On May 4, 1901, the Executive Committee of the WSOA met in Milwaukee and faced the cost of the legislative effort which was found to be about $1,300. An assessment of $45 was levied on each of the thirty-two members to meet the expense.

From a list of five names submitted, the Governor appointed A.U. Jorris, D.O. as the member on the Board of Examiners.

In July 1901, three osteopathic physicians received licenses on examination, these being the first to write the examination under the Board of Medical Examiners.

At the fourth annual meeting of the WSOA, held in Milwaukee on August 7, 1902, for the first time department committees were appointed: Practice of Osteopathy, Obstetrics and Gynecology, Nervous and Mental Diseases and Clinics.

In November 1902, the Legislative and Executive committees in joint meeting drafted a communication to the Board of Medical Examiners recommending that the proposed change in the law, making the professional course four years, as to osteopathy be made three years of eight months each. the law of 1901 required a preliminary education equal to two years of high school work and twenty months of professional training. After 1906 the preliminary education was a full high school course of four years.

The law of 1903 in response to the recommendation of the Executive Committee made the requirements in professional training three years of eight months each after 1904 and after 1909 it was to be four years of seven months each.

The law was changed in 1915 adding surgery to the practice of osteopathy and making the professional course four years of eight months each. Another provision allowed persons licensed to practice osteopathy prior to 1916 who had adequate training in surgery to take the examination in surgery. A number took advantage of this provision and obtained licenses.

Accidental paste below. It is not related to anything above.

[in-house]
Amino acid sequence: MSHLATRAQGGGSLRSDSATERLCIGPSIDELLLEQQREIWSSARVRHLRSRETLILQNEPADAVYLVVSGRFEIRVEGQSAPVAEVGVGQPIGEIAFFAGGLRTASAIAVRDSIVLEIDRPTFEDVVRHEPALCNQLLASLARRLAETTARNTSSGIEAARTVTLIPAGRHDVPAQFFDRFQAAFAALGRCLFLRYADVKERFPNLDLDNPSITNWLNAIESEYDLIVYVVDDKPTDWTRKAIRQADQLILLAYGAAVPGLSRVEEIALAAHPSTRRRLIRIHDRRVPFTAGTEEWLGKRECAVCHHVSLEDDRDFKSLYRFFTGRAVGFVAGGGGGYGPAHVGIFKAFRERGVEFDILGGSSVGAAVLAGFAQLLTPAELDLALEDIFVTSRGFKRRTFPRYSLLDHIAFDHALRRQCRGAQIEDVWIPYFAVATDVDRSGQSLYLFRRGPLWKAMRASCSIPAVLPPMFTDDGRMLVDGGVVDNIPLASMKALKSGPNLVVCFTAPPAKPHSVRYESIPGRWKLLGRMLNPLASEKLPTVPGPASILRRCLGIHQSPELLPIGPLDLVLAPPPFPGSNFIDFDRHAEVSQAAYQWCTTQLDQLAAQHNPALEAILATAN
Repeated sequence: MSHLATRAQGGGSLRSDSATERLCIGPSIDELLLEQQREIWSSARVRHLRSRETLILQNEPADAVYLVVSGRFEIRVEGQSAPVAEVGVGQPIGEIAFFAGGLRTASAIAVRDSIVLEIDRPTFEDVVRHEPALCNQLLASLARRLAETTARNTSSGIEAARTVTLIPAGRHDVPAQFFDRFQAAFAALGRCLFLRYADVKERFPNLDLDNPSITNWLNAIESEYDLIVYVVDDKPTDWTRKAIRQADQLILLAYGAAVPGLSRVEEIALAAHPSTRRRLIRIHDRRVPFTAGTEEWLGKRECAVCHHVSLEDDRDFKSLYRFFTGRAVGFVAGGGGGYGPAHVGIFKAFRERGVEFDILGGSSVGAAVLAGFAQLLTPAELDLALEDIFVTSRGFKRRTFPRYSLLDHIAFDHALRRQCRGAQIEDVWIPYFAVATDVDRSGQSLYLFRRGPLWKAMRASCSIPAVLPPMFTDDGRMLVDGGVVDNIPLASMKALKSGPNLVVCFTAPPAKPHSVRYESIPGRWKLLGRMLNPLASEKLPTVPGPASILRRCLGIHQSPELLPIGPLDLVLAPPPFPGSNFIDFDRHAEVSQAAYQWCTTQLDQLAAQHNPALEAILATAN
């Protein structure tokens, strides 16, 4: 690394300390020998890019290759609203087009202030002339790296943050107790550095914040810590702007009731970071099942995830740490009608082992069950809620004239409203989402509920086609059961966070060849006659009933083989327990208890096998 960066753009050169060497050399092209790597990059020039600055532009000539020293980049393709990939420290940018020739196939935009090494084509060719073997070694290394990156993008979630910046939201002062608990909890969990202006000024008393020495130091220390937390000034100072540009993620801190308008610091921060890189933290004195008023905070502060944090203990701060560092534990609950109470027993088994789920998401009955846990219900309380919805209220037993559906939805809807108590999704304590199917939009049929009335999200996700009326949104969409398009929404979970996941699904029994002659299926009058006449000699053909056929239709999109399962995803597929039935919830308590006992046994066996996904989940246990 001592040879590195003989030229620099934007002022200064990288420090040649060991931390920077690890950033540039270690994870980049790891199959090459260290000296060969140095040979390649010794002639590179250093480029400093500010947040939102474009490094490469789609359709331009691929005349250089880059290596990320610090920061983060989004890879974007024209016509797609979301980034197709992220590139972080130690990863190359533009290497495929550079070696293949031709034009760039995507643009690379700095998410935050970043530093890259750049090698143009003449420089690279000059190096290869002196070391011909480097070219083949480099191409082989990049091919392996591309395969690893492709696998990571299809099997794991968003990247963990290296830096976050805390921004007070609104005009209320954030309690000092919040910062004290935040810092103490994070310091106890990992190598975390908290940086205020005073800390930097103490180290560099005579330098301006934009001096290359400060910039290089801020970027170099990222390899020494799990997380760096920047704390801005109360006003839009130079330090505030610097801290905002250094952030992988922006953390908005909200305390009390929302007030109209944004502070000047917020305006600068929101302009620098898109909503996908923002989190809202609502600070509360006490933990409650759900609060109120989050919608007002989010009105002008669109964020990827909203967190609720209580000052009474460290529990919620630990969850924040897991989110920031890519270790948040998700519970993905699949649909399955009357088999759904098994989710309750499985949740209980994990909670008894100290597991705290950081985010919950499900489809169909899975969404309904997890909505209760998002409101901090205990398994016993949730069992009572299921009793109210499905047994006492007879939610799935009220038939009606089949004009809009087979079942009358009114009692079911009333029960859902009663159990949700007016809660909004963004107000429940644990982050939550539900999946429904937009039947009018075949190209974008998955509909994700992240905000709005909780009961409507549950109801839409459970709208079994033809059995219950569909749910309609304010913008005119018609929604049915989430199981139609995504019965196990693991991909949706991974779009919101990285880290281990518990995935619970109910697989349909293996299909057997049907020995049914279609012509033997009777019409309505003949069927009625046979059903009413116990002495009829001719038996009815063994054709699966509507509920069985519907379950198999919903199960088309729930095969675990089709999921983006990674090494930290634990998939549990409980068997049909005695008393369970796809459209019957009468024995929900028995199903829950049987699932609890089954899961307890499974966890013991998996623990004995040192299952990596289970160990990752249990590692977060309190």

At the February 1903 WSOA meeting in Madison, the decision was made to incorporate the WSOA in order to give it equal standing with other like organizations. A new constitution and bylaws was adopted. in June of that year, the necessary steps were taken and the WSOA duly incorporated on June 30, 1903.

Fifty-three doctors of osteopathy were reported practicing in the state in 1905, forty of whom were members of WSOA. W.L. Thompson, D.O. was appointed a member of the State Board of Medical Examiners in 1910 succeeding A.U. Jorris, D.O. who had served on the Board since 1901. Dr. Thompson remained on the Board until 1919. Drs. W.D. and J.F. McNary operated the Green Gables Sanatorium at Hartland for some years. Dr. J.F. McNary presented a request for an investigation of the institution at the 1911 meeting in Madison. Considerable discussion and letter reading was indulged in and the matter referred to the Executive Board for investigation. Their report reads:

To the WSOA,

We, the undersigned, members of the old Executive Board having been appointed by the WSOA on May 5, 1911 as a special committee to investigate Green Gables Sanatorium as conducted by the McNary Bros. at Lake Nagawioka, Hartland, WI, with a view to determining whether said sanatorium is conducted as an osteopathic sanatorium or a medical institution, do hereby respectfully report that we have made a thorough investigation of conditions, and methods of treatment at said sanatorium and it is the opinion of the Committee that sanatorium is conducted in accordance with osteopathic principles and is deserving of the support of the profession.

Upon inquiry among patients, the committee finds that laxatives are used at times in connection with osteopathic treatment, their use and the use of other eliminents (in emergency cases only) being the extent of internal medication, and these being used as palliatives and not as curative agencies...The Committee would emphasize that inquiry among the patients themselves demonstrates the fact that the osteopathic idea is paramount.

The profession however much they thought of the Institution did not give the necessary support and after a struggle it was given up. This was the first effort to establish an osteopathic sanatorium.

By 1912 Dr. L. H. Nordhoff, who had served as secretary for five years brought to the realization that the work performed by the secretary was worthy of renumeration. Twenty-five dollars annually was ordered paid to the secretary.

E.C. Murphy, D.O. was appointed a member of the State Board of Medical examiners in 1919 succeeding Dr. W.L. Thompson.